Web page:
The Lau Group of Islands is situated on the far east of the Fiji Islands group, and in fact many of the island are closer to Tonga than Viti Levu the main island of Fiji. There are as many as one hundred islands and small atolls in the group, sparsely scattered over 188 square miles of the South Pacific Ocean (487 square km). There are two distinct groups – northern Lau and southern Lau (also called the Yagasa cluster). The higher elevated islands in the northern Lau are primarily of volcanic in origin, whereas those in the southern Lau are mostly low-level and carbonate origin.
Pristine Scuba Diving
This region is Fiji’s last region to be really exploited as a tourist destination. Exploring the islands can be difficult as only the islands of Lakeba, Vanua Balavu and Kaimbu have accommodation and except for a small airstrip at Vanua Balavu, travelling around the islands must be achieved by boat. The Lau group has some of the most pristine scuba diving in Fiji, with most dive sites only being accessed by liveaboards.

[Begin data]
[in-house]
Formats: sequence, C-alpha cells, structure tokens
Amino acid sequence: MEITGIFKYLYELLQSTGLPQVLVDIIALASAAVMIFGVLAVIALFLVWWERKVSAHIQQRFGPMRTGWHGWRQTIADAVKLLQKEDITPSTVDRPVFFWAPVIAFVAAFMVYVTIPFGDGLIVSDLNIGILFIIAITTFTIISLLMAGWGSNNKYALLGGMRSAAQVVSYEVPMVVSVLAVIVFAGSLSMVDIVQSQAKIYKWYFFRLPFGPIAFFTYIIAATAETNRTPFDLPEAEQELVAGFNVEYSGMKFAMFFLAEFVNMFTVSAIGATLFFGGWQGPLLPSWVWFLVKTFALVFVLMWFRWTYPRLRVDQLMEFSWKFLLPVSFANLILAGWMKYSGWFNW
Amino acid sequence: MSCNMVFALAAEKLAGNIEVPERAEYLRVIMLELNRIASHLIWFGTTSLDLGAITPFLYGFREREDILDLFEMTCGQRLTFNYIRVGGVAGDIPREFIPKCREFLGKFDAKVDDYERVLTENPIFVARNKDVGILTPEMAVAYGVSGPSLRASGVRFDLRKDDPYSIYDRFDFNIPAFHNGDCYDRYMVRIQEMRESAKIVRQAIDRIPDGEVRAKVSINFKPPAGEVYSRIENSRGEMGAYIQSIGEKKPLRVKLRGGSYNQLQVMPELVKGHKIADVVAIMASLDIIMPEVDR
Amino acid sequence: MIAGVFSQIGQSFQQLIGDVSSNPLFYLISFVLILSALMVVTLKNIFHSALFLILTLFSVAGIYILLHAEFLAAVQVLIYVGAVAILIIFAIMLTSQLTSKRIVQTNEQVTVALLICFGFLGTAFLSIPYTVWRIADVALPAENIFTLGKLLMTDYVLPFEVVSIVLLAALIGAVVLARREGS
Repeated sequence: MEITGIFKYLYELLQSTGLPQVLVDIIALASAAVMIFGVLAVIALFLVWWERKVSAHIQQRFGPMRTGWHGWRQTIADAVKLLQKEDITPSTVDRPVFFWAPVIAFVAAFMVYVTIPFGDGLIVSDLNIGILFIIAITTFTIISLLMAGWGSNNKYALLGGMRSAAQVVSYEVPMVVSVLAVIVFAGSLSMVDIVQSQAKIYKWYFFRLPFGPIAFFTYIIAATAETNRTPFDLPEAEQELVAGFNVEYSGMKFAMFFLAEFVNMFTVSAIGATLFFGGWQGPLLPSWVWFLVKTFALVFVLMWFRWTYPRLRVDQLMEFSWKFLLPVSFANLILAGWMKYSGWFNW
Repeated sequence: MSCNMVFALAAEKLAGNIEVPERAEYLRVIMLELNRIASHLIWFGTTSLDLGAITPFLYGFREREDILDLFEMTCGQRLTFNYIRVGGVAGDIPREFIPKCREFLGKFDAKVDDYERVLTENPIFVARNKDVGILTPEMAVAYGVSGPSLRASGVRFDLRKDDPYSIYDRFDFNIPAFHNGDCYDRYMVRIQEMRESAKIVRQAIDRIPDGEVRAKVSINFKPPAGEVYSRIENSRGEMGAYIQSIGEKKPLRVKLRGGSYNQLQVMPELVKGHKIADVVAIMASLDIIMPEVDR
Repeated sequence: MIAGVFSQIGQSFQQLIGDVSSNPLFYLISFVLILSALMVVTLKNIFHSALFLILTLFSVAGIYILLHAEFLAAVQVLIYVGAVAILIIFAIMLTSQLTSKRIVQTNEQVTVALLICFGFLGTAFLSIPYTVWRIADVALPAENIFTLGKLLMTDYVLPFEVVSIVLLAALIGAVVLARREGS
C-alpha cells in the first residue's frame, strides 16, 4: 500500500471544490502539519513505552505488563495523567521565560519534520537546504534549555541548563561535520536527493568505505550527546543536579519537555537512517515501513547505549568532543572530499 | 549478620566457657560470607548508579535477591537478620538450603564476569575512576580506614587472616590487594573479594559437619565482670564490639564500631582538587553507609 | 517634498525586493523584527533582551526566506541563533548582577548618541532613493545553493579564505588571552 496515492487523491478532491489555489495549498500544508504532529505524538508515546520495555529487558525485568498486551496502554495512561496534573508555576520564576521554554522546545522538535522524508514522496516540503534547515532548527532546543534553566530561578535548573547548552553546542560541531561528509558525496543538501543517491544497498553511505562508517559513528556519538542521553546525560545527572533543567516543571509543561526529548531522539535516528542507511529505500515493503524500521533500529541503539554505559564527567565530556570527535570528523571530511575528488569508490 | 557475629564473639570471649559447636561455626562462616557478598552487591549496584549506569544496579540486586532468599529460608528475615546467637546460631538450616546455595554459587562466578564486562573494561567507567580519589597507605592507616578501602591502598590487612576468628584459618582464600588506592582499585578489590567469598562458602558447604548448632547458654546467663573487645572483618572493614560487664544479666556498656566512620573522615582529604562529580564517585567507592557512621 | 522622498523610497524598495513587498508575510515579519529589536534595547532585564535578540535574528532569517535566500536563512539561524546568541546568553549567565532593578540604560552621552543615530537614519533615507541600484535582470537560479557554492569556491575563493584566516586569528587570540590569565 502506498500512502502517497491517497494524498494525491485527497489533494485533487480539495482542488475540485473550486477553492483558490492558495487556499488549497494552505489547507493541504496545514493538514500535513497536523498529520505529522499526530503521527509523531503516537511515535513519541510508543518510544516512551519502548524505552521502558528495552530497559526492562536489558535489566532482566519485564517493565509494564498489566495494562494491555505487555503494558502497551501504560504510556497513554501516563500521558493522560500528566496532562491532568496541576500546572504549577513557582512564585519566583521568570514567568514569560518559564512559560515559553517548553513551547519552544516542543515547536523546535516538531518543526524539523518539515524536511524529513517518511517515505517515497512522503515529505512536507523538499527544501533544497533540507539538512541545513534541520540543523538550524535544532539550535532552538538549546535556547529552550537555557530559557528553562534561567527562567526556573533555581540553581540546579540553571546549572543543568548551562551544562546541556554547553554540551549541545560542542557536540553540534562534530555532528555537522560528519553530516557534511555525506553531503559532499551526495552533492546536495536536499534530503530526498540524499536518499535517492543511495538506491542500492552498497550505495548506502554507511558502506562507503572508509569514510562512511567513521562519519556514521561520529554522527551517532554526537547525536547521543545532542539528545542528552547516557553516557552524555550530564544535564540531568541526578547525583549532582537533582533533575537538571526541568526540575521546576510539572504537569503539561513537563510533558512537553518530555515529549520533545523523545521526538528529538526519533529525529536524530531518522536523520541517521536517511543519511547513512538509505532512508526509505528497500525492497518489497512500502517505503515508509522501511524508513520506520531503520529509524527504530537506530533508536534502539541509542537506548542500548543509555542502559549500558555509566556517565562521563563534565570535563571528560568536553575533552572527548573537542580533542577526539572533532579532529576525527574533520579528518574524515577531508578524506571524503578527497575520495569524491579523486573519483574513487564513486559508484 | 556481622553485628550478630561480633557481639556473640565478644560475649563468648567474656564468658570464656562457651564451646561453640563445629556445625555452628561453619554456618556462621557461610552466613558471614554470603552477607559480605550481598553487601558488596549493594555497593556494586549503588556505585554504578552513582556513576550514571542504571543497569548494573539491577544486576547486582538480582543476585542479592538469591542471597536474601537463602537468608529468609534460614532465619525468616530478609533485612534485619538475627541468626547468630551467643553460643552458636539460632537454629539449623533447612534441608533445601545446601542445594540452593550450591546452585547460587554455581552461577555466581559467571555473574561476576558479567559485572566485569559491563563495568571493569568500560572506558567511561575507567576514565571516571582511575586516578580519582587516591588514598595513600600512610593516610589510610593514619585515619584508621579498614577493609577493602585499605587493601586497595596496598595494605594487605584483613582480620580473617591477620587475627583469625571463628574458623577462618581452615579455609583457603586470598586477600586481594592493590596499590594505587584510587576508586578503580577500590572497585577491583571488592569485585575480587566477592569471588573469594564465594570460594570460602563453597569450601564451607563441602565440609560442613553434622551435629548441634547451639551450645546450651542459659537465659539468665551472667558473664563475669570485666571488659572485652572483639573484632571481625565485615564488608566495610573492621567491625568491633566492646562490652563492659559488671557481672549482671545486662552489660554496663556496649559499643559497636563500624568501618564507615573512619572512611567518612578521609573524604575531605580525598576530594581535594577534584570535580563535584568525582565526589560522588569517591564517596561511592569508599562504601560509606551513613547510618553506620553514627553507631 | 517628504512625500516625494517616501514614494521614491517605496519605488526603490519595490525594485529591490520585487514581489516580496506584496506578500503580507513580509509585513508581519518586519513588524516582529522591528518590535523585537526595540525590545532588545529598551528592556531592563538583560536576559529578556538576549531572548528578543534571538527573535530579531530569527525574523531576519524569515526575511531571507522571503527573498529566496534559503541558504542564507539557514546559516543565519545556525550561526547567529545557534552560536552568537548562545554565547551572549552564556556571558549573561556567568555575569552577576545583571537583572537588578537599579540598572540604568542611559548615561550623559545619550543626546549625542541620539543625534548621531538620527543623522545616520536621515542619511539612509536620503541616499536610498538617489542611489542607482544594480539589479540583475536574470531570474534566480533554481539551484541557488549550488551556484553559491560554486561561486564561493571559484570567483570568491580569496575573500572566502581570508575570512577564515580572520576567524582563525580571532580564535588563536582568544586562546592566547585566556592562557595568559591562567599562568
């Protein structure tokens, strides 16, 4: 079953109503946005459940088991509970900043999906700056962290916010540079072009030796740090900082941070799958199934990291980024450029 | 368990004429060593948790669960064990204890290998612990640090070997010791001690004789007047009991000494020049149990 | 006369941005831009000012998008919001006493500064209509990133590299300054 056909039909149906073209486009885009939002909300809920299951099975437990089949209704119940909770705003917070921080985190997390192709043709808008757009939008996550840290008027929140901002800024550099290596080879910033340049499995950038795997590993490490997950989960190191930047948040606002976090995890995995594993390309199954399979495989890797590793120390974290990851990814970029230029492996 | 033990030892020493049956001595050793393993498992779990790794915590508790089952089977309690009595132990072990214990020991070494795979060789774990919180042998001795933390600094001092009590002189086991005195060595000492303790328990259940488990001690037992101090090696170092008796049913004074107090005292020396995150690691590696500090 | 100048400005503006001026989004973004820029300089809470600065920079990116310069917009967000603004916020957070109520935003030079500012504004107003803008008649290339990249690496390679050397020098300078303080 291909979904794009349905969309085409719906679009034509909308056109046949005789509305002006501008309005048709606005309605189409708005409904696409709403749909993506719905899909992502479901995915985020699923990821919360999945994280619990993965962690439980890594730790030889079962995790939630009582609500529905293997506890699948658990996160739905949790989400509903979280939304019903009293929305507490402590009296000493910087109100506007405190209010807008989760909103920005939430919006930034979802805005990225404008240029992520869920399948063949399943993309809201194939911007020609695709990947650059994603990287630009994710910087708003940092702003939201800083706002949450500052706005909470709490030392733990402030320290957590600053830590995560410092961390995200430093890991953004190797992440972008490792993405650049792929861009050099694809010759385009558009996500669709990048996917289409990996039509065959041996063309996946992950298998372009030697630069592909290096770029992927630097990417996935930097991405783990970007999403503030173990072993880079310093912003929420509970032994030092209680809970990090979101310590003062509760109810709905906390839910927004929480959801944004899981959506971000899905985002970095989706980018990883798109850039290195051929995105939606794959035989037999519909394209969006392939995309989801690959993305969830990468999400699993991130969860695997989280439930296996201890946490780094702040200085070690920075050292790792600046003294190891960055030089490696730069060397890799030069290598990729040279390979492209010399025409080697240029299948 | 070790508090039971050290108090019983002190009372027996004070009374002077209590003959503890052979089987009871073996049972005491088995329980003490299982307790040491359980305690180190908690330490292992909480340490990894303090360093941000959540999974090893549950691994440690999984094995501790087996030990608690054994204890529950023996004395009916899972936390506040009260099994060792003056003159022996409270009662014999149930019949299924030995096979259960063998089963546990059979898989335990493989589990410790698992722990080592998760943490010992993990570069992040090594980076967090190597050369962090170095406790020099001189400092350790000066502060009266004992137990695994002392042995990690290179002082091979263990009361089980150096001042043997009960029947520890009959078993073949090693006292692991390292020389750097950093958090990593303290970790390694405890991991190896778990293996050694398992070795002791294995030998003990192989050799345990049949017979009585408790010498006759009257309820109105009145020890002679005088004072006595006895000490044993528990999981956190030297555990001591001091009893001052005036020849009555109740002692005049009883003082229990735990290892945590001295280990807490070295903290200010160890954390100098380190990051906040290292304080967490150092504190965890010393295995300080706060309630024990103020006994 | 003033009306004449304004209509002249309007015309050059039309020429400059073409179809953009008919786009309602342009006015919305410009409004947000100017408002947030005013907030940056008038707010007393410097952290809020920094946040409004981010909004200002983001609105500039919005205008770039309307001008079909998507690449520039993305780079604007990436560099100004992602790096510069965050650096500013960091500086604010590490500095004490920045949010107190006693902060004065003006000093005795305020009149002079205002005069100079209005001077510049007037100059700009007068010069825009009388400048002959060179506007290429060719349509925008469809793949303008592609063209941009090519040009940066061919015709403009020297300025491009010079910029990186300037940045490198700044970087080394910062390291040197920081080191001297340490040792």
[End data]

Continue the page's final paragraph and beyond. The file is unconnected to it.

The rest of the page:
Some interesting facts about the Lau Group of Islands. One-third of the land area (i.e. 154 sq km) is taken up by the three islands of Moala, Lakeba and Vanuabalavu.
- Moala – largest island (62sq km)
- Lakeba – second largest (58.9 sq km)
- Vanuabalavu – third largest (53.0 sq km)
- The 26 acre island of Yanuyanu is the home of Lomaloma Resort, formerly the private retreat of Fiji’s President Ratu Sir Kamisese Mara.
- Cicia – (34.0 sq km)
- Kabara – (31.0 sq km)
- Totoya – (28 sq km)
- Fulaga – (18.5 sq km)
- The majority of the 60-odd islands that make up the group are very small.